I had wondered if I would feel safe in the carpark at night. There is no gate and anyone could wander around, even right up to the windows. In theory, people can do this with any property, but having a fence or even a property boundary makes you feel safer. The first night, two other vehicles turned up, which was reassuring. The second night, no other vehicles were there when it started to become dark. I was mainly confident I wouldn’t become a scared wreck, twitching at every rustle, but a vehicle turned up later in the night. No testing my resolve this time.
I’ve come to realise I feel very secure when I lock my caravan door at night. I actually feel safer in the caravan than I do in hotels – at least you know no one else has a key.
NZMCA campground in Tauranga
I finally tried an NZMCA campground and after this experience, I plan to stay at others in the future. The NZMCA campground is for NZMCA members and are scattered around New Zealand. A perk for joining. You need your members stickers and be self contained. They don’t have facilities – no toilet, rubbish bin or dumping station.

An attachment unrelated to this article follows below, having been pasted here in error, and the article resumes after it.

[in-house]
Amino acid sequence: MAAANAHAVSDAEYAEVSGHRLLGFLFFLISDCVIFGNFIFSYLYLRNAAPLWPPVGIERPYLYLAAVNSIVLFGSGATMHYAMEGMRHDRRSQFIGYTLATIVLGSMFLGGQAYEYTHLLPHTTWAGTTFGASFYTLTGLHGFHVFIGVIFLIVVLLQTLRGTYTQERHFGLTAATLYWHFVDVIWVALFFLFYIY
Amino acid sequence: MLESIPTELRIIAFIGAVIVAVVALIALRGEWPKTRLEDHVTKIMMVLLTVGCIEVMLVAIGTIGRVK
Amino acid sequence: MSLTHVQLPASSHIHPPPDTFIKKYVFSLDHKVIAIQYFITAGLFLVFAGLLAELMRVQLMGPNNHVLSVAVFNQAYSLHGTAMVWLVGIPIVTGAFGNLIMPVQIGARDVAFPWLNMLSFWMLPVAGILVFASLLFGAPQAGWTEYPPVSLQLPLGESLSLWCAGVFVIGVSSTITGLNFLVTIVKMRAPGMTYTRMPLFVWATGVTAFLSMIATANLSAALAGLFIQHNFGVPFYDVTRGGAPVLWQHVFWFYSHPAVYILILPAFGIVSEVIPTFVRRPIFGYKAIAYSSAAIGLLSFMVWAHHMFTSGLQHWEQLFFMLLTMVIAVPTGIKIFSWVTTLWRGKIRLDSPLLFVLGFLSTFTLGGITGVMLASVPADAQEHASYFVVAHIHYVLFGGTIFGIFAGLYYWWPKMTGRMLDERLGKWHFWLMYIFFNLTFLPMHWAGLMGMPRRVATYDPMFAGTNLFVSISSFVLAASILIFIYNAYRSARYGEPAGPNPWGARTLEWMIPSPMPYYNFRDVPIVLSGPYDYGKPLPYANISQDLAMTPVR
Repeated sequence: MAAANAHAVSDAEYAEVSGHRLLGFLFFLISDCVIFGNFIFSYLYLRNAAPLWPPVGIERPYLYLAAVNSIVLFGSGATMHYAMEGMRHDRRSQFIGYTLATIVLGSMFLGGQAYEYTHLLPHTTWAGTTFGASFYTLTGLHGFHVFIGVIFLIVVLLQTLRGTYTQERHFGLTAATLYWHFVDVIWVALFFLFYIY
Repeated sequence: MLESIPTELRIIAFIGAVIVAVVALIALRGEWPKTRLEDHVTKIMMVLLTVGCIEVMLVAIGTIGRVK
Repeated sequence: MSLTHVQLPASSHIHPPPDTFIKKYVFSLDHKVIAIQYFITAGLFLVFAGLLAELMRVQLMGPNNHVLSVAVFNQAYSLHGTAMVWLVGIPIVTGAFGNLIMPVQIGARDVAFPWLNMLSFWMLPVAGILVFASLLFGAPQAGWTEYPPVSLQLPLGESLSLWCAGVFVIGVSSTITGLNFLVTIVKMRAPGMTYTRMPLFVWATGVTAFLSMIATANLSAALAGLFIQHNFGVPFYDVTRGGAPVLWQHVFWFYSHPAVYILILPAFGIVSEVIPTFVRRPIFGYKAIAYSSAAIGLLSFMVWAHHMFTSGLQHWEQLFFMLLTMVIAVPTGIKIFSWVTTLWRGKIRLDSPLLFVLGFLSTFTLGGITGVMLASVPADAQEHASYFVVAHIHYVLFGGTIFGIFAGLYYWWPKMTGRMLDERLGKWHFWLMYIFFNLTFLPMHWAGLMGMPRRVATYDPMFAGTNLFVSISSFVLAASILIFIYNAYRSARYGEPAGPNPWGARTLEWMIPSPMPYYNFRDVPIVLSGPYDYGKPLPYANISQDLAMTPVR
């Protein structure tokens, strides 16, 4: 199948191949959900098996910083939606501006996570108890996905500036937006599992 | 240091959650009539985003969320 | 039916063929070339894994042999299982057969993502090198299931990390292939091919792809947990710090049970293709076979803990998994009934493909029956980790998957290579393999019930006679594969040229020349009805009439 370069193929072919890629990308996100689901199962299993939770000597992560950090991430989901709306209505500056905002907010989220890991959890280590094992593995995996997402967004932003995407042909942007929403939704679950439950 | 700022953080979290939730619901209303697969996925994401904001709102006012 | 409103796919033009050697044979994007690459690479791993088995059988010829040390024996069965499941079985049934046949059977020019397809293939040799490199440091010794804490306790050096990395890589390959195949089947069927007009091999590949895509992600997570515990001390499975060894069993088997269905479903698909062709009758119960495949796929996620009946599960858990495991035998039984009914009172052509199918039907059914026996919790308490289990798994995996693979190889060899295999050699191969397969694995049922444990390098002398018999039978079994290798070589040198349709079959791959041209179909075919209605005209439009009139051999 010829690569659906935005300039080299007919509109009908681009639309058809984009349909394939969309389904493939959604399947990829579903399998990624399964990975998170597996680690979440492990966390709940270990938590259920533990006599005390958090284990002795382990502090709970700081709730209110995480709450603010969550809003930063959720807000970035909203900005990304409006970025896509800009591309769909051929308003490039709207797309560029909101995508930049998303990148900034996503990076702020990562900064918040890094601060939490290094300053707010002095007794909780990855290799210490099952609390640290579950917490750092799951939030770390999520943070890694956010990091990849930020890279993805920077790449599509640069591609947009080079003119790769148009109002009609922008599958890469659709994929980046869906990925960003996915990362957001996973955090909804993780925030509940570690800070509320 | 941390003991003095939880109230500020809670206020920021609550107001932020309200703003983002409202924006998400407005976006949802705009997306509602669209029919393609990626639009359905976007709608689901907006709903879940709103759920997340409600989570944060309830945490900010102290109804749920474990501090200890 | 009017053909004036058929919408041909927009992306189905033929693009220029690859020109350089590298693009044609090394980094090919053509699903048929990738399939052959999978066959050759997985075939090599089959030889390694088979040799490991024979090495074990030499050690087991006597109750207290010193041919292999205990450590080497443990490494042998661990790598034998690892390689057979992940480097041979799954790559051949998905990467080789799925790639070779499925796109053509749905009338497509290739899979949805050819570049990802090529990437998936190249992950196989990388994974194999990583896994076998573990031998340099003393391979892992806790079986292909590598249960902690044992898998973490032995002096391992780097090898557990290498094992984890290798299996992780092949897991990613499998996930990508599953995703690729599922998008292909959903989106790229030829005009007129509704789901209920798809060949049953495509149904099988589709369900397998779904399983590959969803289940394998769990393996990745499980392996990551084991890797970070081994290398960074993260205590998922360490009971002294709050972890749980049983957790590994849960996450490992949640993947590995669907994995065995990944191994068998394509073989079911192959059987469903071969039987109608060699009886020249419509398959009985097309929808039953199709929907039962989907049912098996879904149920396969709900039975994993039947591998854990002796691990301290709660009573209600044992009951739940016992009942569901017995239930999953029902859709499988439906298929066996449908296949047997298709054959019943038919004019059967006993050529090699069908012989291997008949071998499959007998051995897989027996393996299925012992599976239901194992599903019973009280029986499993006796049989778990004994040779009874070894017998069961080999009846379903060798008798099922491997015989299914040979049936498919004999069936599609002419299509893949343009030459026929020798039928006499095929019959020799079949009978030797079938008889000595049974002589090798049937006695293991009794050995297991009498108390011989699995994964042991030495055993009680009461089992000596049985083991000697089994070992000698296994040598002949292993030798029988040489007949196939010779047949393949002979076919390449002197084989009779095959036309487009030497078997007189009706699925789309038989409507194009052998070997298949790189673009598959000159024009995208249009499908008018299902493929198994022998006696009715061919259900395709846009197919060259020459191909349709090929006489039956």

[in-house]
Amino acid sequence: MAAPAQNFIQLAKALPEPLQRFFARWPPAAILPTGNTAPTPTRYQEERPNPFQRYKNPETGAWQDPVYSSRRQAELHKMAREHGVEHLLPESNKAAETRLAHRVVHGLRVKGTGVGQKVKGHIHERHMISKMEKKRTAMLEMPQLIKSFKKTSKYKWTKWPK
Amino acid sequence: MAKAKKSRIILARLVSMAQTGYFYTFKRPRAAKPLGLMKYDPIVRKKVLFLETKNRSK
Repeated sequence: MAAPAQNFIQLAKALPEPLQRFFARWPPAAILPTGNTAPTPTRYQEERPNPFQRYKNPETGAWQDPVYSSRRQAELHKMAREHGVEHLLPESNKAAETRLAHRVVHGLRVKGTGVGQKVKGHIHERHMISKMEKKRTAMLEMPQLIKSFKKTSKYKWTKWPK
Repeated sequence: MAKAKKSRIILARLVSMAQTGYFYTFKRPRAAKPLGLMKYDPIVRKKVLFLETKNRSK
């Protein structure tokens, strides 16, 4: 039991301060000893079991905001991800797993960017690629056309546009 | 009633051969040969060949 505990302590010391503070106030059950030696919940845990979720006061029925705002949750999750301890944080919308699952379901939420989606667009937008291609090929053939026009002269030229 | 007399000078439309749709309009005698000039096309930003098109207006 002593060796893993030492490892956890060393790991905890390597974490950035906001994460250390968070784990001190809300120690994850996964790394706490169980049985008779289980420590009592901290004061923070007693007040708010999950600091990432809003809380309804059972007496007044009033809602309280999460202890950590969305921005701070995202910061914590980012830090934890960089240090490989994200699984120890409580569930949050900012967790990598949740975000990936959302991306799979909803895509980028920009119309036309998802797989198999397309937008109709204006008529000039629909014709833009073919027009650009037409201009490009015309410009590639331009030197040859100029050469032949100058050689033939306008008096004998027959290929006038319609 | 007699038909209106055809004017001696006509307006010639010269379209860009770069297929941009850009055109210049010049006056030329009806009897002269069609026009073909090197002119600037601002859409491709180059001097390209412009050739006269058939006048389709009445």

The ground was a little muddy from all the winter rain, but no problem with my 4×4 car. There was one other vehicle when I arrived, so I parked with plenty of distance between us. There were some orange trees laden with fruit, which I helped myself to. I was ridiculously excited by getting free fruit, and I think being able to pick them myself made them taste better than normal.
The one down side with the campground was the traffic noise. It was right next to one of the main highways and you would hear all the trucks struggling up the hill.
The first day there, I realised I had managed to pick the shaded spot again. The other vehicle was in full sunlight, while my solar panels were still in the shade. I suspect they had been here before! Well, now I know for my next visit. An hour later, the sun rose above the trees.